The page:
“Capital is a key resource required for scaling ventures once they have advanced to this pivotal stage,” said John Flavin, associate vice president of entrepreneurship and innovation, who leads UChicago’s Polsky Center for Entrepreneurship and Innovation. “The goal of the UChicago Startup Investment Program is to attract more venture partners to Chicago and infuse more needed capital into successful startups, leading to a greater number of them emerging from the University.”
The initiative builds upon the endowment’s venture investing experience. The Office of Investments made its first venture investment in 1978 and has a stake in several venture capital funds now.
“In addition to fostering innovation, we hope the UChicago Startup Investment Program will encourage our partner venture capitalists to take a deeper look in the Midwest and Chicago specifically,” said Mark Schmid, University vice president and chief investment officer. “We want to invest in companies that grow and create economic opportunities here and participate in the resulting benefits.”
Series A funding tends to be the second or third time external investors are given ownership in a startup. At this time, startups typically receive between $3 million and $5 million from multiple venture capital funds to fuel their growth.
Many successful University of Chicago-affiliated startups have received Series A funding early in their development. They have attracted funding from leading venture capital firms, such as Accel, Index Ventures, LightBank, Revolution Ventures and Andreessen Horowitz.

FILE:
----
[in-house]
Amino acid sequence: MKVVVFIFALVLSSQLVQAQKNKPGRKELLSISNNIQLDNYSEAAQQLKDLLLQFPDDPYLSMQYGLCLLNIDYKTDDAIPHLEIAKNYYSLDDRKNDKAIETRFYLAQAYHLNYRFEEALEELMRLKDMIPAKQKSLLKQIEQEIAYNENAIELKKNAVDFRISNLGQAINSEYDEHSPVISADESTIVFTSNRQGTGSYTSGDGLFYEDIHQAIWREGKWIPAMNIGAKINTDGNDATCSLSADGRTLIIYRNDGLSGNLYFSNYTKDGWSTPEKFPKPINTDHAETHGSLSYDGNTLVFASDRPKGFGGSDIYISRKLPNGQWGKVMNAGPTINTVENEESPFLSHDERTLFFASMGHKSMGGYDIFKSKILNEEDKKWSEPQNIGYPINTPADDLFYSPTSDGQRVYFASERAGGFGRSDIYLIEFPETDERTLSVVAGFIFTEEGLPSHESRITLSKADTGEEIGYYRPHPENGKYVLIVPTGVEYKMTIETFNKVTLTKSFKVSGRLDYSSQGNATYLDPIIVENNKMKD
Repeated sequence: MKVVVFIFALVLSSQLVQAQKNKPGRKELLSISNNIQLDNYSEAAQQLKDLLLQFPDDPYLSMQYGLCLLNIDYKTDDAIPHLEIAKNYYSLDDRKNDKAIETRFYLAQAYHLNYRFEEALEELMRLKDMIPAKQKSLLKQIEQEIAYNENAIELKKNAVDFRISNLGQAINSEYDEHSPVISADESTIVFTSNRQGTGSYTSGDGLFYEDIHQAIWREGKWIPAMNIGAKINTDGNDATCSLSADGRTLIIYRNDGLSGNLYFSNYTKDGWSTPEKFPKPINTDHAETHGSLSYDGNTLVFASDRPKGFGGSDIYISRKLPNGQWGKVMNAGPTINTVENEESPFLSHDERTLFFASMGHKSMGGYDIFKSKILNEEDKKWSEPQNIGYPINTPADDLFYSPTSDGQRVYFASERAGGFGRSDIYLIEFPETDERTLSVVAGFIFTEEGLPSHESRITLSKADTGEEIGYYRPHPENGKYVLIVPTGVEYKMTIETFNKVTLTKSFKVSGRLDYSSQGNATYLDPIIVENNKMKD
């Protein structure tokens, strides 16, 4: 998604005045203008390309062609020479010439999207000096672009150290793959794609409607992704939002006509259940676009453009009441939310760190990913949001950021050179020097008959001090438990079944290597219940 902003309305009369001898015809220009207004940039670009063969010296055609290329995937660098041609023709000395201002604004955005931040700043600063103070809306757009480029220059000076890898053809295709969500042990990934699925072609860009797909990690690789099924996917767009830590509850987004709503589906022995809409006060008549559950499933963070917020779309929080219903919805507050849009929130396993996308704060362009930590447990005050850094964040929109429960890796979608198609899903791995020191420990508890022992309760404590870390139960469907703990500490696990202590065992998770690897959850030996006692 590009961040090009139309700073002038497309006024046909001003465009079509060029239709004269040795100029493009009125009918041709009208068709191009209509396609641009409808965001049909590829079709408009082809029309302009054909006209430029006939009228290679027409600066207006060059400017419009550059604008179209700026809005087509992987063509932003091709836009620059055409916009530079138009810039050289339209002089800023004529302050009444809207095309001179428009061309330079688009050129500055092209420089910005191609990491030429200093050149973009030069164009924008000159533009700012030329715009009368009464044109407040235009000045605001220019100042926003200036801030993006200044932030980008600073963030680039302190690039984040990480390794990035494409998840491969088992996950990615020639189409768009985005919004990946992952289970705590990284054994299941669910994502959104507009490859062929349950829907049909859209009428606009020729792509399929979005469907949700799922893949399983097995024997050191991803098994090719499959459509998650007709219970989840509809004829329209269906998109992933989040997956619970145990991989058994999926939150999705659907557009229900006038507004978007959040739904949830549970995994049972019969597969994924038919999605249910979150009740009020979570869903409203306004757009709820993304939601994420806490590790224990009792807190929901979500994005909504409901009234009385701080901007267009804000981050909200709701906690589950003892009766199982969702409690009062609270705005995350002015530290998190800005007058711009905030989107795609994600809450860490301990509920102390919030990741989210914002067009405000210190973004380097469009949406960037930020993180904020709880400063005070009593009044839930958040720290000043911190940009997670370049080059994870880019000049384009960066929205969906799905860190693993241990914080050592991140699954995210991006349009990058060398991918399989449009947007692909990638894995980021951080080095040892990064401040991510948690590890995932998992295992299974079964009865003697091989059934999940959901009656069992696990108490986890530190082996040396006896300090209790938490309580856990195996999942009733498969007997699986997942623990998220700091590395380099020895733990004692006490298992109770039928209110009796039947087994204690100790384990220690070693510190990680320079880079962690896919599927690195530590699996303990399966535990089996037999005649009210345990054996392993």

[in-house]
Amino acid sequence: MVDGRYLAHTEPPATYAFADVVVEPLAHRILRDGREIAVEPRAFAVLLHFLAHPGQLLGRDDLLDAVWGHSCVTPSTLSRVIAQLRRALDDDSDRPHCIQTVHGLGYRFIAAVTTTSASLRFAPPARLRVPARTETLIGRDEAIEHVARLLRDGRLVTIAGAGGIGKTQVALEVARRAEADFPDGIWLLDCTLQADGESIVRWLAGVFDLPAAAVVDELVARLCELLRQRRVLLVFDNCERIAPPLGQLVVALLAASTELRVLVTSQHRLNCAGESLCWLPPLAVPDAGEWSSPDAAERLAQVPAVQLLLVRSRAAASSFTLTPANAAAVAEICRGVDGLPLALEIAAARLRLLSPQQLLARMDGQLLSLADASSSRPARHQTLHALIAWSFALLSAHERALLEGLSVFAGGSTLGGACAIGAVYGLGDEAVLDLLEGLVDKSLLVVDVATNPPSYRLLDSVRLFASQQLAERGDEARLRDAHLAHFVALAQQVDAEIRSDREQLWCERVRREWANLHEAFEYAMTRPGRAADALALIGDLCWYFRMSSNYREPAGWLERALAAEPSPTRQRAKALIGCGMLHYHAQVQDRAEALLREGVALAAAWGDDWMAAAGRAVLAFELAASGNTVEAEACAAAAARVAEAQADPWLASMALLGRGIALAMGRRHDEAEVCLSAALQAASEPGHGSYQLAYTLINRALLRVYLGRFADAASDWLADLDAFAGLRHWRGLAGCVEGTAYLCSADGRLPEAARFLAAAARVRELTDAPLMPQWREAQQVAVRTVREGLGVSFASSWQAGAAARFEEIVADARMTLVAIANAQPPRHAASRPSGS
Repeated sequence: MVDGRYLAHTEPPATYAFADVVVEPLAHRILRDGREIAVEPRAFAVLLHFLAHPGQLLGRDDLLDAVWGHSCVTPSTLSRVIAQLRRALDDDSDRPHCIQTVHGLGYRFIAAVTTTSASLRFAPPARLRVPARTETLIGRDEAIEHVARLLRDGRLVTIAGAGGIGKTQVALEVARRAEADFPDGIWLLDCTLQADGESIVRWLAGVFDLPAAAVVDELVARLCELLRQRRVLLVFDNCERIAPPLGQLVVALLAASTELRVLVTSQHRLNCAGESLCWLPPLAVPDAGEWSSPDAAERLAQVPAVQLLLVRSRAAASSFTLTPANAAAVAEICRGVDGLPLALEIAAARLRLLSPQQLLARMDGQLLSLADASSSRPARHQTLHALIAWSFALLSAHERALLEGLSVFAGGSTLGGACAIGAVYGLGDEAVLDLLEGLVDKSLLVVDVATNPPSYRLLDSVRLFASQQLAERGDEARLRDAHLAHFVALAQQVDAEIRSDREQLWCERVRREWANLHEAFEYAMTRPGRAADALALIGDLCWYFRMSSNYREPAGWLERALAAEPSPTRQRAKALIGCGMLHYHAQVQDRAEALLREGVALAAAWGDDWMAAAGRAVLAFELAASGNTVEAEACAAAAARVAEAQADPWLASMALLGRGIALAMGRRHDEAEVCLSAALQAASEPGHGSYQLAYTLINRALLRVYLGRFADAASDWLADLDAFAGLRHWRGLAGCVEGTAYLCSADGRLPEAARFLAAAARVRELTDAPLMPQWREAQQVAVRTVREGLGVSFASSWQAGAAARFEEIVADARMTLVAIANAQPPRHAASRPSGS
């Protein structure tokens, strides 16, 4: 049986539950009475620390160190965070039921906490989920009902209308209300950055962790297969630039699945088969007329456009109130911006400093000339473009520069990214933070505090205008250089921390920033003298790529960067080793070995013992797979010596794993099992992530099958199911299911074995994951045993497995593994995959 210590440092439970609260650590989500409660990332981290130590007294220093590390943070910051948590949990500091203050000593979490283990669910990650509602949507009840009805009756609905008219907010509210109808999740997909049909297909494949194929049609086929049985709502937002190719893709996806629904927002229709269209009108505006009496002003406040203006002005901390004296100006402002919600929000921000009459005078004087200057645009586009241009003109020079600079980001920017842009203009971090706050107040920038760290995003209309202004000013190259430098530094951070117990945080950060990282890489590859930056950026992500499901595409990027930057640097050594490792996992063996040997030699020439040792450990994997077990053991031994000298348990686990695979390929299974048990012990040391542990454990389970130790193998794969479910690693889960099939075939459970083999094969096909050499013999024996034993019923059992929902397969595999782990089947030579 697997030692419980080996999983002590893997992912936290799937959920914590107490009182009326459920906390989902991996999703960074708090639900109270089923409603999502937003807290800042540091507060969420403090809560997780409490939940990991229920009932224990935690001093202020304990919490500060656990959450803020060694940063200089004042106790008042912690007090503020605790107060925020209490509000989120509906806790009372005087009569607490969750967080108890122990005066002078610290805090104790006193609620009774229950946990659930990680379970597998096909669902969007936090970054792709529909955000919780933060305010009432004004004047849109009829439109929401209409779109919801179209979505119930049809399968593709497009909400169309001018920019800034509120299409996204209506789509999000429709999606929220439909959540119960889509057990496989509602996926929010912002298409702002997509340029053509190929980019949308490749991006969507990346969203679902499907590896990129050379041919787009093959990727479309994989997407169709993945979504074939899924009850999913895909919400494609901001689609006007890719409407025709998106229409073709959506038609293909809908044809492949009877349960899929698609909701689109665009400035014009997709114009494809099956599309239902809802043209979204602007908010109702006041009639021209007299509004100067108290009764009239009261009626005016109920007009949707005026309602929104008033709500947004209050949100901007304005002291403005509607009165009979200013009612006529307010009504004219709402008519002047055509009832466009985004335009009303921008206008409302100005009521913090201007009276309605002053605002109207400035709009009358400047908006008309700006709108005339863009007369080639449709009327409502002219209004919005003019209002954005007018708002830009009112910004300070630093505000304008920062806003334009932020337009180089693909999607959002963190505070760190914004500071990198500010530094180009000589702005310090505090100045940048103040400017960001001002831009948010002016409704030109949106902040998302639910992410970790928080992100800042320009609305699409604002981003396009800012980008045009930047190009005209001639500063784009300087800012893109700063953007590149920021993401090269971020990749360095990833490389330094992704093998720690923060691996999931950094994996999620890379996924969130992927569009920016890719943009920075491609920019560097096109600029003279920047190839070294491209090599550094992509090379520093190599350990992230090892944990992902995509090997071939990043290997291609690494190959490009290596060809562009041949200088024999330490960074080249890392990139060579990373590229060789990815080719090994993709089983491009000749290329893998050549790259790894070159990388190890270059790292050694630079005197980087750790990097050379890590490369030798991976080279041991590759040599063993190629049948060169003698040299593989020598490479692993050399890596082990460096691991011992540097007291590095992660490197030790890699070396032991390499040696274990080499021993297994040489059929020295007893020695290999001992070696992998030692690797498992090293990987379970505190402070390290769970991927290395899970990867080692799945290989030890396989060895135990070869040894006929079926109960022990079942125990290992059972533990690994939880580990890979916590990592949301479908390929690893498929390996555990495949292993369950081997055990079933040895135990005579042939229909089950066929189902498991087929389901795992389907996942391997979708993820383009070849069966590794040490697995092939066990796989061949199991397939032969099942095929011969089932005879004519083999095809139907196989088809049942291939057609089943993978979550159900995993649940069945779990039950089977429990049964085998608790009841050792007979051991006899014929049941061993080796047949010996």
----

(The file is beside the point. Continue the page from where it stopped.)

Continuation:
Some of the startups were top finishers in the University’s Edward L. Kaplan, ’71 New Venture Challenge, ranked a top-tier startup accelerator in the country. They include food delivery service Grubhub, which went public in 2014; payments processor Braintree, which sold to PayPal for $800 million; Base, a sales software company; and flower delivery service BloomNation. Other such startups, including Electrochaea, which builds renewable gas storage, and RefleXion Medical, a medical device company focused on precision cancer treatment, are based on technologies developed at the University.
For the UChicago Startup Investment Program, staff at the Polsky Center for Entrepreneurship and Innovation will conduct the first round of vetting and then advance promising companies to the investment office. One source for potential companies will be the Polsky Center’s technology commercialization and licensing team, which is working to increase the number of companies arising from inventions and intellectual property developed by University researchers.
It is expected that most qualified companies, including ones built on University-owned patents, will have completed one or more of the Polsky Center’s programs, such as the NVC; the John Edwardson ‘72 Social New Venture Challenge; the College New Venture Challenge for undergraduates; the University of Chicago Innovation Fund, which invests in startups at an earlier stage; or the Polsky Accelerator or Incubator, both of which provide one-on-one coaching, office space and other resources to entrepreneurs.
The most successful of the companies that receive funding through the UChicago Startup Investment Program are expected to raise subsequent rounds of capital. Endowment officials have set aside a portion of the $25 million for participation in these later rounds, allowing for investment over the long term.
“We’re excited that the Office of Investments has partnered with the Polsky Center to launch the UChicago Startup Investment Program,” Flavin said. “This sends a strong signal to the capital markets as well as to innovators that we’re serious about helping faculty and students build fast-growing companies.”
Interested applicants can learn more about the initiative and how to apply on the UChicago Startup Investment Program website or email email@example.com.